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Thursday, Sep. 1, 2016

Bus safety should be taught

Tuesday, August 16, 2005

Sikeston R-6 school bus driver Phyllis Still inspects her bus.
SIKESTON -- As summer vacations come to a close this week, parents are encouraged to recall the importance of bus safety -- and discuss it with their children.

"We want to have a good school year," said Randy Thompson, director of Sikeston R-6 transportation. "So we want parents to make sure they show their children where the bus stop is and how to get home when the bus drops them off."

Last year 26 students were killed and another 9,000 injured in incidents involving school buses, according to the National Safety Council.

"What many parents do not realize is that more often than not these deaths and injuries did not occur in a crash, but as pupils were entering and exiting the buses," said University of Missouri safety specialist Karen Funkenbusch in a release. "A few common-sense tips can go a long way toward a safe return to the school year."

Thompson agreed there are simple things parents and their children can do to ensure safety at the bus stop. He suggested children wear bright clothes so the bus driver can see them, and he said always arrive at bus stop at least 10 minutes early, especially on the first day of school.

"I'd really like for parents to impress upon the young kids to make sure when they're at the bus stop, they're paying attention to the traffic and not playing in the traffic," Thompson said.

Once the bus arrives, children should stay on the curb until the bus stops and the doors open, Thompson said.

"Parents need to make sure and tell their children not to chase the bus and that if they do miss the bus, it's not the end of the world," Thompson said.

Children should line up in single file to board the bus and be courteous to students and the bus driver as they're loading onto the bus, Thompson said.

"Children should go to their seat and sit down, and we'll take them on to school," Thompson said. "They should never throw anything or stick anything out the windows of the bus."

Children should take special care when getting off the bus.

"They should walk along the side of the road or on the sidewalk to a point at least 10 feet in front of the bus if they must cross the street," Funkenbusch said. "Tell your kids to be sure that the bus driver can see them. Wait for the driver's signal that it's OK to cross."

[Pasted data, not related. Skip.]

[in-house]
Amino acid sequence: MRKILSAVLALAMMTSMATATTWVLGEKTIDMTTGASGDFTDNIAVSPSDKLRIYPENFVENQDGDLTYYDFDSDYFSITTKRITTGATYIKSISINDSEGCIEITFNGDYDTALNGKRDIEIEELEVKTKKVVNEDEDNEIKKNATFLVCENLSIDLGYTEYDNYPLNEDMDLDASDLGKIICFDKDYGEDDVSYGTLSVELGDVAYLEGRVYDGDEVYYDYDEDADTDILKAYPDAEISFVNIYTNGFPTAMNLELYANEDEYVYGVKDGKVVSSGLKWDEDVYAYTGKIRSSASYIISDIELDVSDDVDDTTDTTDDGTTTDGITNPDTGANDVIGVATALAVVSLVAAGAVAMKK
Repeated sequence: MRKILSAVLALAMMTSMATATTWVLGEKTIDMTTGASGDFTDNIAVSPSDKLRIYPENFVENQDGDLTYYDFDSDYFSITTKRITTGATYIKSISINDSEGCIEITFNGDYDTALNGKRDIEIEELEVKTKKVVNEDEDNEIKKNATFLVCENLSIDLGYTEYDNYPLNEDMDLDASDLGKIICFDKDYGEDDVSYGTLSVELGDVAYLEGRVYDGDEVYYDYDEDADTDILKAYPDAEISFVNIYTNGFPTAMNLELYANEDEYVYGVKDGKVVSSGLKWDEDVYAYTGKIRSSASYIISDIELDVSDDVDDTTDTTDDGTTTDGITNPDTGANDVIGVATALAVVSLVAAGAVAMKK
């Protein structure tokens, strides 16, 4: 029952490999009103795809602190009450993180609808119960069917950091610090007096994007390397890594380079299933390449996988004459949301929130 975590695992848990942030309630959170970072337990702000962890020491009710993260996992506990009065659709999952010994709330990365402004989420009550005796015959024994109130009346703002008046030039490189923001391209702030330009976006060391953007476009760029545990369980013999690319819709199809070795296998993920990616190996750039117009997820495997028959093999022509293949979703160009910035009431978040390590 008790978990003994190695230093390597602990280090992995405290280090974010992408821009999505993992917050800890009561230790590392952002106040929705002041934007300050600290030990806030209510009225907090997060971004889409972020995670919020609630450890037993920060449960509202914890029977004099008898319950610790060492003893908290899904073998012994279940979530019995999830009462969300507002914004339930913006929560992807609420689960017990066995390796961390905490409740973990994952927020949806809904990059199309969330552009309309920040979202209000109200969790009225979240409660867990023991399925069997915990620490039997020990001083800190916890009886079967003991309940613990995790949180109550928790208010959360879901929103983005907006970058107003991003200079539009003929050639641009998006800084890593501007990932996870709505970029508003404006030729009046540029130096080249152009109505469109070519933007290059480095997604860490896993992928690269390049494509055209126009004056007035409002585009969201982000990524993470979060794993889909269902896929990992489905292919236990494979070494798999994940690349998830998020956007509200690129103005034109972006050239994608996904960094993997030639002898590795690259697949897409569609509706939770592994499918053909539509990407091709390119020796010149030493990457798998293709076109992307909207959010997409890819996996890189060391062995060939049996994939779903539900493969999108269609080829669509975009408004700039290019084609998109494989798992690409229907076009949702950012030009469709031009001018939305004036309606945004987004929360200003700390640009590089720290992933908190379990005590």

And children should never walk behind the bus, both Thompson and Funkenbusch said.

"If they drop something near the bus, make sure that they tell the bus driver. They should never try to pick it up because the driver may not be able to see them," Funkenbusch said.

Thompson advised parents, a couple days before school starts, to take their children to the bus stop then show them which way they're supposed to walk home.

Also the more parents/guardians waiting at a bus stop with children, the better, Thompson said. Having someone waiting for the child after school is a good idea, he added.

Sikeston bus drivers transport about 2,500 students one-way in a given school day, Thompson said. To prepare for Thursday's first day of school, bus drivers are currently making sure buses are ready and running good, and new drivers are being trained and new routes tested, he said.

"Things are more congested the first week or two of school, but we make sure we keep things as consistent as we can," Thompson said.

Thompson also asked other motorists to simply pay attention as school begins this week.

"We haven't had buses on the street in a while," Thompson said. "They'll be saturating the town so be aware of school children on the streets and buses traveling up and down the streets, stopping and starting."

Thompson also advised motorists to be on the lookout for young children anxious to start their first day of school.

"Be as patient as can be," Thompson requested. "It's a new day for some of these kids, and it may be the first day to ride a bus."